2010, May-June: Amin Ghaziani, “The Reinvention of Heterosexuality"

In a three-page essay published in The Gay and Lesbian Review Worldwide, sociologist Amin Ghaziani takes up the challenge of furthering a critical heterosexual history. Ghaziani responds to Jonathan Ned Katz's first, rough periodizing of U.S. heterosexual history in his book The Invention of Heterosexuality (1995). This divided 162 years into seven periods: 

Before Heterosexuality (1820-1860);
The Late Victorian Era (1860-1892);
The First Years of Heterosexuality (1892-1900):
The Heterosexual Mystique (1900-1930);
The Heterosexual Steps Out (1930-1945);
Heterosexual Hegemony (1945-1965);
Heterosexuality Questioned (1965-1982).

Ghaziani suggests that hetero history since 1982 can be divided into three more eras.

Heterosexuality Reaffirmed (1983-1990);
Heterosexual Panic Attack (1990-1996);
Heterogeneous Heterosexuality (1996-Present; 2010 was the year of Ghaziani's essay).

Historians construct historical periods in order to stress the historically specific character of each, and to accentuate breaks in that continuity, which then leads to questions about how those breaks and changes were brought about. The periodizing of the history of the construction of the hetero, homo, bisexual system of human relationships remains one important tast for further analysis. That there are different periodizations for the history of female and male heterosexuality, and for heterosexuality among African Americans and white people, and for different religious groups, and classes seems evident. Each of those histories needs to be studied intersectionally, in relation to the others.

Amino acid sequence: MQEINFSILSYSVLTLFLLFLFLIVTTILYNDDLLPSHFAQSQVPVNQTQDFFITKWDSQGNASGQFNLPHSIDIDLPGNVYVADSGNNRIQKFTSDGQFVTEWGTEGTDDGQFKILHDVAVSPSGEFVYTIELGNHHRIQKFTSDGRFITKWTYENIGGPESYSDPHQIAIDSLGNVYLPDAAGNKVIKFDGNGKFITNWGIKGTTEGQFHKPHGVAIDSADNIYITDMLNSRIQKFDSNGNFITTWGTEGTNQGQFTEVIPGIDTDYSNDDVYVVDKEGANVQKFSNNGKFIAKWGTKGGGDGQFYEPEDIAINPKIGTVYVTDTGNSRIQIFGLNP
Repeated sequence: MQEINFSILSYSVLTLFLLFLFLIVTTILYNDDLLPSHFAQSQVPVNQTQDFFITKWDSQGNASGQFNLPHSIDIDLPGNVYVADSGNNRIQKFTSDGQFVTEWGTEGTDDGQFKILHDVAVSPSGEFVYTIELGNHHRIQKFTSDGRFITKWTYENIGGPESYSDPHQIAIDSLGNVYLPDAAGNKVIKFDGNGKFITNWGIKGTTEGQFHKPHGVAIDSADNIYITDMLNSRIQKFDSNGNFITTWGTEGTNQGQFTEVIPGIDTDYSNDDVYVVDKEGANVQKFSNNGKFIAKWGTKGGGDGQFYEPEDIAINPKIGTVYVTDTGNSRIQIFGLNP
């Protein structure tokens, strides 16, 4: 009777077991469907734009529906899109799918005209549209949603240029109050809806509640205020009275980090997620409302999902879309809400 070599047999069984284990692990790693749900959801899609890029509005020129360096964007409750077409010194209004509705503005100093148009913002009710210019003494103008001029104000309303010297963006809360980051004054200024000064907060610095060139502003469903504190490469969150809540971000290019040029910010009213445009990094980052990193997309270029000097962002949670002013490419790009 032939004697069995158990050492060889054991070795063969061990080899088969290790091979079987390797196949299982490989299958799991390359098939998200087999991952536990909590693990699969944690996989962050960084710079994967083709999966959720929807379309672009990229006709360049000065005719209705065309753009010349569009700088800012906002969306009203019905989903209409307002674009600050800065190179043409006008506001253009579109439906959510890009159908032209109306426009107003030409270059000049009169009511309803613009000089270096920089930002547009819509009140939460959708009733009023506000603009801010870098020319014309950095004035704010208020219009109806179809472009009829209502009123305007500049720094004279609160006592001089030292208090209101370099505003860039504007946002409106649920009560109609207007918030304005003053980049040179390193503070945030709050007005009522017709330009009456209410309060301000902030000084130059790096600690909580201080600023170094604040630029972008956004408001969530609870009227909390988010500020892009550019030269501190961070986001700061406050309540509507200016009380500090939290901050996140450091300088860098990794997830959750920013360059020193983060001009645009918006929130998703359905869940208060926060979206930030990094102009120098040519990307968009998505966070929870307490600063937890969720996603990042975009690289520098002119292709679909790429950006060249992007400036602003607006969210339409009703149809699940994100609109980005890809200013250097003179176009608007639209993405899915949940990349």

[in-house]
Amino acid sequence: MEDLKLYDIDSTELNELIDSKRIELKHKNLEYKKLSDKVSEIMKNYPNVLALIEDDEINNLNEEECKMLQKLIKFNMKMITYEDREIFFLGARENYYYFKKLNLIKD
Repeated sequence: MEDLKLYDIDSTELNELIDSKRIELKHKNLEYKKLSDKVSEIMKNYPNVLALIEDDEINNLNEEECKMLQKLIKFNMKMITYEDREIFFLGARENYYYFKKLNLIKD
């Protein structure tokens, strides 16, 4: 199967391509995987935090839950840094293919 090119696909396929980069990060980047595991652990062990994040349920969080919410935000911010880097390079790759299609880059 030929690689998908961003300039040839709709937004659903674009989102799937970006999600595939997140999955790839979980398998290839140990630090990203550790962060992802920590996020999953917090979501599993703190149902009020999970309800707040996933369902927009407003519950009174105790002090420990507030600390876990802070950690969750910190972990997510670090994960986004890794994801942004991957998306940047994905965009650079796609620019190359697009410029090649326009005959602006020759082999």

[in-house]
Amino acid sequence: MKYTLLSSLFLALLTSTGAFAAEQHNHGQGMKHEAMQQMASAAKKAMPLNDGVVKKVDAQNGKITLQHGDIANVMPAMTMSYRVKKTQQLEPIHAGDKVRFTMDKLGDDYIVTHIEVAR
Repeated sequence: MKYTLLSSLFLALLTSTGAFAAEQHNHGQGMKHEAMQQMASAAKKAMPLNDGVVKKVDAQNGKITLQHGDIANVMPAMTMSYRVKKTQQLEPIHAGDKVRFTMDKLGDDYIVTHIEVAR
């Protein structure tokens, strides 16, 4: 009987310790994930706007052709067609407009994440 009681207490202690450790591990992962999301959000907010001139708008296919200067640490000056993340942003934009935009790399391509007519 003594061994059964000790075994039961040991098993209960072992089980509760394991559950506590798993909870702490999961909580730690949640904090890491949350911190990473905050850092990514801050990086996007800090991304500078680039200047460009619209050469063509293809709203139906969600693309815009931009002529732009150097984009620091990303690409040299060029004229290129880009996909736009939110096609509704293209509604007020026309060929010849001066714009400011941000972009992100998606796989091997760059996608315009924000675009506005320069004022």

Amin Ghaziani, “The Reinvention of Heterosexuality.” The Gay and Lesbian Review Worldwide, v. 17, n. 3, May-June 2010: 27-29.